Leave No Man Behind
As a military pilot who served in Iraq and Afghanistan, I firmly believe that supporting our troops is vital to our national security today and in the future. Our men and women who sacrifice to serve and protect this great nation need our support while they serve and when they come home. But we must also support those who have risked their lives to serve alongside our American armed forces and personnel overseas in order to advance the cause of freedom and protect the United States. Leave no man behind is more than a policy, it’s a core principle deeply embedded in our military.
Throughout my time in Congress, I have been very outspoken about the importance of sustaining the Special Immigrant Visa (SIV) program for our Afghan and Iraqi allies that served as translators and interpreters for U.S. personnel. For too long, this program has been a target for those that do not believe we need to honor our commitment to these individuals that risked so much to assist the United States. This vital program is on the verge of fizzling out and fading away. We cannot allow that to happen. Too many lives depend on it, and we cannot let those people down who gave so much to serve the cause of freedom and liberty for our country.
Since 2008, close to 14,000 special immigrant visas have been issued. But today, interviews have now completely stopped as there are not enough visas left to accommodate the more than 10,000 applicants on the waiting list. Unfortunately, it leaves these brave individuals waiting for the safe haven they were promised but may never get. Many of these men and women are targeted by groups like the Taliban and Al Qaeda for helping U.S. military and personnel, and some have already been captured and killed. They cannot stay in their homes, cannot return home safely despite their efforts to bring so many of our military men and women home safely.
I have met with several interpreters/translators during my time in Congress, when they have come to Capitol Hill to talk about this issue and during our visits overseas. These are our brothers and sisters — they have served alongside us then and it’s time for us to stand up for them now. The story of Jamshid and Mati is far too common. This video about their struggles, their wait, and their current living conditions really struck a chord, and is a reminder that we must act… and act quickly.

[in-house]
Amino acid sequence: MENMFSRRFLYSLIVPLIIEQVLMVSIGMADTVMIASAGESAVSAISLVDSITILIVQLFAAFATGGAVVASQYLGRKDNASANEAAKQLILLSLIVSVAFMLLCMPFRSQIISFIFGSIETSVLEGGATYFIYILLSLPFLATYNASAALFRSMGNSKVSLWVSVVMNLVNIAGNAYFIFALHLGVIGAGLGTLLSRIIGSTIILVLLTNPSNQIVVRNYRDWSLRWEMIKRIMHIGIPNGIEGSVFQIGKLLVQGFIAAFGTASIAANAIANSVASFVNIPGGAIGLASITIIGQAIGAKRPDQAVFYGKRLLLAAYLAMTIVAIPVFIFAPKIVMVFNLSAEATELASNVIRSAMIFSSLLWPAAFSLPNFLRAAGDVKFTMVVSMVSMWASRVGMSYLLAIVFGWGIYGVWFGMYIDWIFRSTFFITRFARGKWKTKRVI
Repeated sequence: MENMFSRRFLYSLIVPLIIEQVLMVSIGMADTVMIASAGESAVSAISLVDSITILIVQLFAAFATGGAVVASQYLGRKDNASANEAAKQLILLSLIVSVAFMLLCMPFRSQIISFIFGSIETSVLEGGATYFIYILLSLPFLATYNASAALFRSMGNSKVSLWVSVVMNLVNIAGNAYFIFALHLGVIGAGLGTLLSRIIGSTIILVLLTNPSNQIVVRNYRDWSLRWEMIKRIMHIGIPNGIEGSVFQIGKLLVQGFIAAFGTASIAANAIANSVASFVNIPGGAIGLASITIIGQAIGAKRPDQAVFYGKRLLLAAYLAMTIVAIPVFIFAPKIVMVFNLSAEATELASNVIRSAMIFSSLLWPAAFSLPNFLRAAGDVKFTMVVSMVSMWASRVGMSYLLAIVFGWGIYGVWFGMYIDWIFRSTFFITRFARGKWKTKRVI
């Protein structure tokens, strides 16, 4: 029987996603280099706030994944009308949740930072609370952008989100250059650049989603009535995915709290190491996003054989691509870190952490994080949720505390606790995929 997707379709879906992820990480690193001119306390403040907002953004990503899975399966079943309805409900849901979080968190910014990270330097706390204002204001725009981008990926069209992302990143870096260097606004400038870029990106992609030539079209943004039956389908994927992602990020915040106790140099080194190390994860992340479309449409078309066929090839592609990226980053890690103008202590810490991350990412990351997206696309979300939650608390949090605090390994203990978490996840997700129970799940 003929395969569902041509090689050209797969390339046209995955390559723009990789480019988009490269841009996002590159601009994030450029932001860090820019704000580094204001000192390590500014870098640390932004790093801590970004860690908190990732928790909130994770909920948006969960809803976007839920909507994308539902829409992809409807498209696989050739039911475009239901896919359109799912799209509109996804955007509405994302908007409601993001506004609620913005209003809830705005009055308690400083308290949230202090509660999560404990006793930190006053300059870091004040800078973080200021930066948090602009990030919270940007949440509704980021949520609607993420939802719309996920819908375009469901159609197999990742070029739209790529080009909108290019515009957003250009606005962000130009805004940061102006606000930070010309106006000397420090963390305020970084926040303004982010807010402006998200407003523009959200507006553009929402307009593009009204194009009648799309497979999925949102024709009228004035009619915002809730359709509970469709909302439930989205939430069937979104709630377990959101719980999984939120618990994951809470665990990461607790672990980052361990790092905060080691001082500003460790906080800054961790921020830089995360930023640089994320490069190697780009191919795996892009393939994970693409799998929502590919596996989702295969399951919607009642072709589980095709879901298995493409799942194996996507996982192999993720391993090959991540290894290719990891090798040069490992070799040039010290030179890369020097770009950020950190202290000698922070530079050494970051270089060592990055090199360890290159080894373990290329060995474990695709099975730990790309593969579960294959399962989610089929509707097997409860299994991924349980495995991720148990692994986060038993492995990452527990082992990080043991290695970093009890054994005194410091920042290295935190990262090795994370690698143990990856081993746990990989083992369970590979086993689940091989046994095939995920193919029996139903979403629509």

This urgency for action will drive me to work with my colleagues to demand more visas and expand the overall SIV program. I’m glad Senators John McCain and Jeanne Sheehan have also expressed their support for the program, and I’m proud to work with Congressman Earl Blumenauer on the issue as well. Supporting those who supported our men and women in uniform is critically important to our national security and our foreign policy. Turning our back on them isn’t right — and it sends a terrible message about our loyalty to those local populations who currently serve with our armed forces around the world.
This is about real lives and real impacts. We must ensure that we keep our promises to these people — to the Afghani and Iraqi men and women who risked their safety and the safety of their families and loved ones to serve and help the United States. We must be willing to do whatever it takes to keep our word and show our allies that we support them. And that no matter what, we will leave no man or woman behind.